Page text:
#remickmuseum      

Four seasons of healthful, farm-fresh experiences.
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Goodness grows in the village of Tamworth,
New Hampshire!

We've had so many great responses to our foodways programs and quite often hear that phrase, "Can I have the recipe for this?" So in response, please find here a listing of some of our most popular and sought-after recipes.

Our Gardens
For foo
d, rest and play, the Remick gardens are rooted in history. 


Gardening on the Remick Property in Times Past
Three distinct vegetable gardens can be seen in our learning gardens area, each representing a garden that was typical during a given time period:

  • Early Republic: 1790s to 1840s
    Defining features: gardening for subsistence; rectangular beds; orderly design; plants in rows; veg/flowers/herbs all growing together in the same bed.

  • Victorian Garden: 1860s to turn of the 20th century 
    Defining features: more decorative, not purely functional; fancy and exotic plant varieties; lush, ornate, patterned design—looks chaotic and overwhelming at first, but has an underlying order known to the gardener; accessories (e.g.: sundials, birdbaths, etc.).

  • Victory Garden: Early 20th century (WWI, WWII)20
    Defining features: Back to subsistence and functionality over aesthetics, things that can be canned/preserved; everyone chipped in to do their part.
CURRENTLY CLOSED: An accompanying exhibit, “Where Home Meets Harvest,” includes features on the history of gardening, technological and scientific advances that changed the way we garden, gardens and our health, heirloom seeds and seed saving, native vs. introduced crops, and food preservation and preparation. An interactive portion of the exhibit features information used by permission from the blog Eat or Toss?: Fighting food waste and solving kitchen conundrums.


NEW! Follow us on Instagram or Facebook to read “Tendrils: Notes from the Remick Gardens,” a weekly post about what’s being harvested from our on-site gardens, written by gardener Shannon Maes.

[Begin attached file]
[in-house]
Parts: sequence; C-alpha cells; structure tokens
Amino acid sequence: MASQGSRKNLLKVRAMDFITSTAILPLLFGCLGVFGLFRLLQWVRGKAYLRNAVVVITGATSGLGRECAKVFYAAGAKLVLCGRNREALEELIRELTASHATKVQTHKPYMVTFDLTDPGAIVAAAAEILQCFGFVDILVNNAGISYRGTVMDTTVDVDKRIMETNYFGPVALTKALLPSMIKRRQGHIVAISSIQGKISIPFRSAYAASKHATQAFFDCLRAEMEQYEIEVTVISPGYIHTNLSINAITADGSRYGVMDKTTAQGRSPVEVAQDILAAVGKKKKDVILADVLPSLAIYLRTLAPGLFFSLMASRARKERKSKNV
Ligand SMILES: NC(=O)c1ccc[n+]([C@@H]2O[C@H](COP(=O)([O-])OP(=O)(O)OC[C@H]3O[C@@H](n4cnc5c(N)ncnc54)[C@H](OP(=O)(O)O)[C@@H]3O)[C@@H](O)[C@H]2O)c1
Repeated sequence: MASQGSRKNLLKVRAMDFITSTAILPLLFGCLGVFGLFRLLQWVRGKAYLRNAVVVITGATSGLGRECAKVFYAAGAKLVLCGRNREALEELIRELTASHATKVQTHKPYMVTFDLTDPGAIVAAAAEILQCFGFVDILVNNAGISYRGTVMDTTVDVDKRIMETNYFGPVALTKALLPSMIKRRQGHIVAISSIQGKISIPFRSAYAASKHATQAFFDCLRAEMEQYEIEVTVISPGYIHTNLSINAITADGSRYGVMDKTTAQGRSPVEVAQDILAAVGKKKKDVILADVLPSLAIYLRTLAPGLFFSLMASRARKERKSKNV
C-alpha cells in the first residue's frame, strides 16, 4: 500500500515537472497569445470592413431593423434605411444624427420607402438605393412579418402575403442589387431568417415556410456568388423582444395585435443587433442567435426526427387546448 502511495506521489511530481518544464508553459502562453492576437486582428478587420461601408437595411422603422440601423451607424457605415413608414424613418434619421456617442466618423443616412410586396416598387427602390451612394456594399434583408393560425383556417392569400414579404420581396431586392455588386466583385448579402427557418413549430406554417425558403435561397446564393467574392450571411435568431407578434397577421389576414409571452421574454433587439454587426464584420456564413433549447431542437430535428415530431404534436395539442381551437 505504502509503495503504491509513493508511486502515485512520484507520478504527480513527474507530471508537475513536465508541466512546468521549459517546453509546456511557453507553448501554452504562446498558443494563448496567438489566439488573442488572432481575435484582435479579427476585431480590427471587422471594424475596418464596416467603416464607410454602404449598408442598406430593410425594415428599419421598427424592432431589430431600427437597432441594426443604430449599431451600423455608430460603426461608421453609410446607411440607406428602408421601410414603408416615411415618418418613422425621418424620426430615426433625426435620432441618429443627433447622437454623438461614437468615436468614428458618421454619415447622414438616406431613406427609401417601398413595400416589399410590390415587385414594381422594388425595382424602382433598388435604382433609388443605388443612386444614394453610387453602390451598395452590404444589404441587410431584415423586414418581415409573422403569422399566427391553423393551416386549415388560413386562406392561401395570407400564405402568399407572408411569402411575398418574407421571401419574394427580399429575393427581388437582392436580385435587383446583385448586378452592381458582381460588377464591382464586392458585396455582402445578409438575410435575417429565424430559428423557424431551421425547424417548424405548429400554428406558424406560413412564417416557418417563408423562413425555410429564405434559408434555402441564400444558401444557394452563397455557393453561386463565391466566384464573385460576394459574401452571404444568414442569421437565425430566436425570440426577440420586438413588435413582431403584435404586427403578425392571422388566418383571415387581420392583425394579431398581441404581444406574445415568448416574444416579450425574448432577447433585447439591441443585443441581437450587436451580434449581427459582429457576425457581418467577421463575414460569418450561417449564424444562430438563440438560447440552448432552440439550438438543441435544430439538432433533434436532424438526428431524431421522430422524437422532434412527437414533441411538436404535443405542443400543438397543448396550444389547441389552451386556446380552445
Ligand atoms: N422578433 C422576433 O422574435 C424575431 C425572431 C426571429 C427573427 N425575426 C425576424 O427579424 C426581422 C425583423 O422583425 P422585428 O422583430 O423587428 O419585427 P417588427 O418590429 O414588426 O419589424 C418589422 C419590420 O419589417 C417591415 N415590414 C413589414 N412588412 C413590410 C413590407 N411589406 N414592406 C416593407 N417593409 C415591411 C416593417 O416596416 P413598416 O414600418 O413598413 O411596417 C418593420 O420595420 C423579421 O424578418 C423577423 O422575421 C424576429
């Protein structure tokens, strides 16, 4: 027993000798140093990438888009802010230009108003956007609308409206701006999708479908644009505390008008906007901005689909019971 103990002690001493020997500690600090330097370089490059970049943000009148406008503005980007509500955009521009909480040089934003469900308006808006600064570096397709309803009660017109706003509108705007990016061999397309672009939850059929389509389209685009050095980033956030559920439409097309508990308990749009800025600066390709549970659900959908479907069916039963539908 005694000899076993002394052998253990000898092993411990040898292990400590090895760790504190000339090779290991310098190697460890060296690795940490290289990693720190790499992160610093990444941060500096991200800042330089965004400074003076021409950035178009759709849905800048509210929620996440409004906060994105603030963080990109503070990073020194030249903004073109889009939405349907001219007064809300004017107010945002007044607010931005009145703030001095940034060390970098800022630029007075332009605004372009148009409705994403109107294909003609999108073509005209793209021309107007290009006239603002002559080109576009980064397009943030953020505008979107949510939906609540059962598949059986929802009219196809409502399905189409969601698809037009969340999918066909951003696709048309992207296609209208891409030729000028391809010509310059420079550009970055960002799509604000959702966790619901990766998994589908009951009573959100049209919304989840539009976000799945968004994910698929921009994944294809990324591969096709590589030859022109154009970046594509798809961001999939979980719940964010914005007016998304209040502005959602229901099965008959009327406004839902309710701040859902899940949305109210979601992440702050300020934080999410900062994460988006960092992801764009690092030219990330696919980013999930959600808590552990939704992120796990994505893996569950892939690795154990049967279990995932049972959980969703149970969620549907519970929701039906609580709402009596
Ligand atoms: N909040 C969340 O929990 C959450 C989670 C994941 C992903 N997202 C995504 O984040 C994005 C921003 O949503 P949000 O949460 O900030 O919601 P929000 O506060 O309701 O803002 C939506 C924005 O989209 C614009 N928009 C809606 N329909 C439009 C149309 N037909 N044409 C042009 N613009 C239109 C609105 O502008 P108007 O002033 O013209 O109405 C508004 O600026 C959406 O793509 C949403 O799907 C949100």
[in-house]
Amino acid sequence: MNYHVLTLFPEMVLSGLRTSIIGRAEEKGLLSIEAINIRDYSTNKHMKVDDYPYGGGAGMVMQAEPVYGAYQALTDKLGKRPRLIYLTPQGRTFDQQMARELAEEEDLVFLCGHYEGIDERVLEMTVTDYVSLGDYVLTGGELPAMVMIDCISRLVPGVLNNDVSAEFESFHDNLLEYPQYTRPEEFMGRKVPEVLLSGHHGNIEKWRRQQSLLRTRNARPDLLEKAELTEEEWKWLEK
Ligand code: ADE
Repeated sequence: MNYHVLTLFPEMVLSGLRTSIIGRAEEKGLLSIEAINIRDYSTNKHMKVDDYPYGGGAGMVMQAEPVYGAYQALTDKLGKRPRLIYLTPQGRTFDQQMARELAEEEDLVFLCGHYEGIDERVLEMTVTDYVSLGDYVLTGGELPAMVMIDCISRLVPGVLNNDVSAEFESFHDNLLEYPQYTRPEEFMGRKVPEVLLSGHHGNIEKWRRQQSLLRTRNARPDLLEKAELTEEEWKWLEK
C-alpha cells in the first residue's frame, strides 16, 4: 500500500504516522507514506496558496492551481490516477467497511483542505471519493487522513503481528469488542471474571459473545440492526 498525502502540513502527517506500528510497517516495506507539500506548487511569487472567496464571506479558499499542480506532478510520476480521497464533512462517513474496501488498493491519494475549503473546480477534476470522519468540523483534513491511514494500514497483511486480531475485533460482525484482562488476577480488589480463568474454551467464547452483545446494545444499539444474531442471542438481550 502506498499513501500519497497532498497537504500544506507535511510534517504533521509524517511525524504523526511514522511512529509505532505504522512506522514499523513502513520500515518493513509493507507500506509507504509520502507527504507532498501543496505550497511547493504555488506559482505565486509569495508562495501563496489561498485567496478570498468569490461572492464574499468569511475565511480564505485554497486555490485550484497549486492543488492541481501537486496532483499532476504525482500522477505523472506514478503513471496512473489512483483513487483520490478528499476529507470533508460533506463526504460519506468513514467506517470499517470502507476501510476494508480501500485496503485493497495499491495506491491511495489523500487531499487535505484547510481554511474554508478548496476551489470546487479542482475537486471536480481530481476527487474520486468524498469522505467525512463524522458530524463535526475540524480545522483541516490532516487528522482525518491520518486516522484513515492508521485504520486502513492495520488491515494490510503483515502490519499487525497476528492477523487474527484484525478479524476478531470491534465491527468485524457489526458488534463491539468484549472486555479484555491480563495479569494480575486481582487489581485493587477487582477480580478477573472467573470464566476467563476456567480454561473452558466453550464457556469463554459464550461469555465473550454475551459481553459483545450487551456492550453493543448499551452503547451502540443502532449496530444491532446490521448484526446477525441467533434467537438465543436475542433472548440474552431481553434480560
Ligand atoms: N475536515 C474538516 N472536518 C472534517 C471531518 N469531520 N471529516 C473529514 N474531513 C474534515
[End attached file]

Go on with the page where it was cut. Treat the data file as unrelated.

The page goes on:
Our Vegetable & Herb Gardens
The plants grown in our vegetable and herb gardens supply our educational programming. 

  • As much as possible, we sow heirloom seeds:

    • Heirloom seeds are seeds that are open-pollinated and developed before the 1940s, passed down from one generation to the next.

    • Heirloom vegetables are not always perfect looking but the plants are reliable, adaptable and give us valuable clues to how our ancestors ate.

    • Heirlooms are generally more resistant to adverse growing conditions and are more likely to thrive on their own without chemical fertilization, irrigation or pesticides.

    • Each year we try new varieties of vegetables to see what might work best for our growing conditions or to support a particular educational focus.

    • To help educate visitors about country doctor history, we also grow a Medicinal Herb Garden.

  • We are located in Hardiness Zone 5a: The average first frost is between September 1–10, while the average last frost occurs between June 1–10. [The average high temperature in Summer is 78°F, while the average high temperature in Winter is 29°F.
 
 
Children’s Garden
A colorful spot in our upper-right garden, where children can explore using their five senses.
  • Hands-on fun, such as watering plants with pink-piggy watering jugs.

  • Simple in-garden games.

  • In-garden activities change from year to year.

Marion Remick Memorial Garden (1996)
A shady, quiet garden located on the street side of the Museum Center Barn, next to our front entrance.
  • Planted in honor of Marion Remick, “Doc” Remick’s wife, who loved gardening and was a member of the Tamworth Garden Club.

  • The garden’s layout is based on the original 1930’s design.
 

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